The death of a 20-year-old Black man, Daunte Wright, in Brooklyn Center, Minnesota, in April 2021 sparked protests against the police even as tensions were already running high due to the murder trial of a police officer over George Floyd’s death a year earlier.
Mr Floyd’s death in May 2020 prompted waves of protests across the US and had a profound impact on the Black Lives Matter movement globally – but nowhere has it affected communities more than in Minneapolis.
On 11 April 2021, outcry again returned to the city after Wright was shot dead by officer Kim Potter in Brooklyn Center, a northwestern suburb with a population of about 30,000.
Ms Potter was found guilty of first- and second-degree manslaughter on 23 December.
The mostly white jury was presented with starkly different views of Ms Potter, with the defence claiming that she made an innocent mistake by pulling her handgun instead of her Taser and the prosecution portraying her as a veteran cop who had gone through extensive training that warned of such a mix-up.
In closing arguments on 20 December, prosecutors told the jury that being a police officer does not mean having “a licence to kill” and that Wright’s death was the result of a “colossal screw-up”.
The case is about the “reckless handling of her firearm” and “culpable negligence” by the defendant, said Prosecutor Erin Eldridge, arguing that she put “four people directly in harm’s way” when she opened fire on the 20-year-old.
She added that something being “an accident” does not mean it isn’t a crime, with intent to kill Mr Wright not part of the charges.
In the defence’s closing arguments, attorney Earl Gray argued that Mr Wright “caused the whole incident” by failing to comply with the officers when they pulled him over.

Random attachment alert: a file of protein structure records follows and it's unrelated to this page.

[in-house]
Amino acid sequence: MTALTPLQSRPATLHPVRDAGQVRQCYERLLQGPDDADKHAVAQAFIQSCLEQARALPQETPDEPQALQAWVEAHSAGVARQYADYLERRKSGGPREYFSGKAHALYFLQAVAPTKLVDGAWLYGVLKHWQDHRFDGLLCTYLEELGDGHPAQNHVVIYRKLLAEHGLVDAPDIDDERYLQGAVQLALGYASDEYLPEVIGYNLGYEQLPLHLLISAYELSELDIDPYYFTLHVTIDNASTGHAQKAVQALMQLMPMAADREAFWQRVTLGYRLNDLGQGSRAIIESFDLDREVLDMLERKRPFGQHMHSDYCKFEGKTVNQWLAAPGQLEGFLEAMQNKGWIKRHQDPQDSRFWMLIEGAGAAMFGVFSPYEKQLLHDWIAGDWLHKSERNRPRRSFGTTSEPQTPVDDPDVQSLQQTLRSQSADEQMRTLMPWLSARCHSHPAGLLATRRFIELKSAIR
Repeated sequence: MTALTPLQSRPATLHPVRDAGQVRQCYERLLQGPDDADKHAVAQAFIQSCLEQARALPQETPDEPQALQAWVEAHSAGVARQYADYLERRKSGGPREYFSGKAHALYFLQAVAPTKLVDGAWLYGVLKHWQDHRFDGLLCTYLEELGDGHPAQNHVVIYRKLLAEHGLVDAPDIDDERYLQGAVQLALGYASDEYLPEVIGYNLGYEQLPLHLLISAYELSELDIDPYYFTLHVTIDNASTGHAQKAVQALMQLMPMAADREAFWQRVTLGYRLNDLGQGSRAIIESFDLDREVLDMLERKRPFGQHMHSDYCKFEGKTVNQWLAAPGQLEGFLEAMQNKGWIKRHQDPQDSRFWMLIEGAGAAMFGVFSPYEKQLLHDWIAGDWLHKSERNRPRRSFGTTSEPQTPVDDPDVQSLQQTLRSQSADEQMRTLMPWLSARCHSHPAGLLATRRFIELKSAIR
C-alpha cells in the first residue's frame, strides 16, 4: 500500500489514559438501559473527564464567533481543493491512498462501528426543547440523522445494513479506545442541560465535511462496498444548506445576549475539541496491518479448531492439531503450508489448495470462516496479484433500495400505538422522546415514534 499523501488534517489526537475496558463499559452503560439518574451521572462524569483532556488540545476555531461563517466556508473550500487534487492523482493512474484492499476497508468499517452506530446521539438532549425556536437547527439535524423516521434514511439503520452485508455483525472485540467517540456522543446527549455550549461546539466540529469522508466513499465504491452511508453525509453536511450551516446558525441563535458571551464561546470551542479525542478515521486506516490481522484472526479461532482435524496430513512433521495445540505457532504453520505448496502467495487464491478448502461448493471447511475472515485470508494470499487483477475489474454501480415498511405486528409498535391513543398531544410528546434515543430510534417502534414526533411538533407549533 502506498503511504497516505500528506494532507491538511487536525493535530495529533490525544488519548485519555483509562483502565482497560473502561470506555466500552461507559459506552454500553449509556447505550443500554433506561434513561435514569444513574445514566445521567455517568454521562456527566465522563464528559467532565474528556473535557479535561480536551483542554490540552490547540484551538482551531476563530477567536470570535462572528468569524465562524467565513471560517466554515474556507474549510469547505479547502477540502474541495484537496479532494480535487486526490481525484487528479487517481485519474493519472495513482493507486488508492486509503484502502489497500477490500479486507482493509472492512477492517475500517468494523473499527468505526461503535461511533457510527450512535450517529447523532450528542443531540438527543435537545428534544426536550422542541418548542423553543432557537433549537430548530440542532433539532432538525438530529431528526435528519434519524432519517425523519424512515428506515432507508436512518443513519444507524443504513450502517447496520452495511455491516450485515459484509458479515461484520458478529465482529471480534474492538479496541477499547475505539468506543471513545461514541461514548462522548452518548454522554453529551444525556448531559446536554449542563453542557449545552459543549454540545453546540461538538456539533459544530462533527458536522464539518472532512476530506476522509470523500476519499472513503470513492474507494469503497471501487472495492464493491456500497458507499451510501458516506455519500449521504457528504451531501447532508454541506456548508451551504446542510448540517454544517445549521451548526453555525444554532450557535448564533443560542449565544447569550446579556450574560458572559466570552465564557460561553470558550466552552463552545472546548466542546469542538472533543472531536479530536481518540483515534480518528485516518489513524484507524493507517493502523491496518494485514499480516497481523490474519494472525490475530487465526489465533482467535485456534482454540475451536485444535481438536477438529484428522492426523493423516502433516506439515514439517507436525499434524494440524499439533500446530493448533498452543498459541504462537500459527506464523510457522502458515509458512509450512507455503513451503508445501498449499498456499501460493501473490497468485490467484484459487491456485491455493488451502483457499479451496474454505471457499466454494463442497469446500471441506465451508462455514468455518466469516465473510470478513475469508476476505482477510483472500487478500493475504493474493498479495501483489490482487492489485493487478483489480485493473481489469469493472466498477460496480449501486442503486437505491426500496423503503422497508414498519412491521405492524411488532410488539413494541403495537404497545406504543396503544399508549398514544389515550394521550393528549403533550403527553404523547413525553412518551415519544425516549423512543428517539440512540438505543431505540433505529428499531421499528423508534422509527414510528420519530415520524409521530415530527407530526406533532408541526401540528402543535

He argued that Ms Potter also had the right to use deadly force because she believed her fellow officer was in danger.
Ms Potter was the last witness called to the stand for the defence where she broke down in tears and apologised for Mr Wright’s death.
“I’m sorry it happened. I’m sorry,” she sobbed. “I didn’t want to hurt anybody!”
On the day of the shooting, Ms Potter and another officer she was training stopped Wright’s car at a traffic signal because it had an expired registration tag, and an air freshener was hanging from the rearview mirror.
Once he was pulled over, Ms Potter determined that Wright had an outstanding warrant against him on a gross misdemeanour charge, and tried to arrest him along with two other officers.
As Wright attempted to drive away, Ms Potter can be heard on body camera video saying “taser, taser taser” before firing, followed by: “I grabbed the wrong [expletive] gun.”
The video also showed her holding her handgun for about five seconds before firing.
Wright’s mother, Katie Wright, said he had called her as he was being pulled over and that she heard scuffling before the call ended. When she called back, she said, Wright’s girlfriend told her that he had been shot by police.
The 20-year-old is survived by his son, who is aged less than two, Daunte Wright Jr. Some social media photographs and videos showed his brother Damik Wright holding Daunte Jr up in the air near the scene of the shooting.
During a YouTube livestream of the protest, Wright’s sister could be heard saying of her brother: “He was so goofy. He just makes everybody happy.
“They took my brother away from me. … I’m so hurt, they really just took him. … I still can’t believe it. I’m still feeling like I’m going to go home and see him. It really hurts.”
Ms Potter resigned two days after the shooting in “the best interest of the community”.
Seven months later, Ms Potter listened silently in the Hennepin County Court as a jury returned guilty verdicts on the charges of first- and second-degree manslaughter on Thursday, 23 December, after more than 27 hours of deliberations.
The more serious charge of first-degree manslaughter required the prosecution to prove that Ms Potter caused Wright’s death while committing the misdemeanour crime of reckless handling of a firearm. It carries a maximum sentence of 15 years in prison and/or a $30,000 fine.
The second-degree manslaughter charge required the prosecution to prove that she caused Wright’s death through culpable negligence, meaning she created an unreasonable risk and consciously took a chance of causing death or great bodily harm when she used her firearm. This charge carries a maximum sentence of 10 years and/or a $20,000 fine.